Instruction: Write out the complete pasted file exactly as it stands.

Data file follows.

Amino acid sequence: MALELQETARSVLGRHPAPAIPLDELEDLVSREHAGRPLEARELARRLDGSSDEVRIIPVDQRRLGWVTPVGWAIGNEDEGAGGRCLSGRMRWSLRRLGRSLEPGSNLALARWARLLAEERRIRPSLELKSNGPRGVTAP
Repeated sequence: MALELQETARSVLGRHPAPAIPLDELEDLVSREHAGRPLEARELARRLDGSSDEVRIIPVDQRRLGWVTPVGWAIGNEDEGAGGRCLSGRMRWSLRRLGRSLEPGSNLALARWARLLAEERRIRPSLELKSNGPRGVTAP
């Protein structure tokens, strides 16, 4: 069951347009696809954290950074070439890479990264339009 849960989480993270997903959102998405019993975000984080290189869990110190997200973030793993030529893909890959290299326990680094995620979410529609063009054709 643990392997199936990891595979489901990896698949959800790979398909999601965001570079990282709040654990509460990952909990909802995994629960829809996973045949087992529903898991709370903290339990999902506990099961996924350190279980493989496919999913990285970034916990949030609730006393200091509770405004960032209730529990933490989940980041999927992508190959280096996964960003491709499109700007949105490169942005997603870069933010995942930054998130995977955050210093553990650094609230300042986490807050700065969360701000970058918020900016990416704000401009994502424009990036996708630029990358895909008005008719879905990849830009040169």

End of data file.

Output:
Amino acid sequence: MALELQETARSVLGRHPAPAIPLDELEDLVSREHAGRPLEARELARRLDGSSDEVRIIPVDQRRLGWVTPVGWAIGNEDEGAGGRCLSGRMRWSLRRLGRSLEPGSNLALARWARLLAEERRIRPSLELKSNGPRGVTAP
Repeated sequence: MALELQETARSVLGRHPAPAIPLDELEDLVSREHAGRPLEARELARRLDGSSDEVRIIPVDQRRLGWVTPVGWAIGNEDEGAGGRCLSGRMRWSLRRLGRSLEPGSNLALARWARLLAEERRIRPSLELKSNGPRGVTAP
């Protein structure tokens, strides 16, 4: 069951347009696809954290950074070439890479990264339009 849960989480993270997903959102998405019993975000984080290189869990110190997200973030793993030529893909890959290299326990680094995620979410529609063009054709 643990392997199936990891595979489901990896698949959800790979398909999601965001570079990282709040654990509460990952909990909802995994629960829809996973045949087992529903898991709370903290339990999902506990099961996924350190279980493989496919999913990285970034916990949030609730006393200091509770405004960032209730529990933490989940980041999927992508190959280096996964960003491709499109700007949105490169942005997603870069933010995942930054998130995977955050210093553990650094609230300042986490807050700065969360701000970058918020900016990416704000401009994502424009990036996708630029990358895909008005008719879905990849830009040169």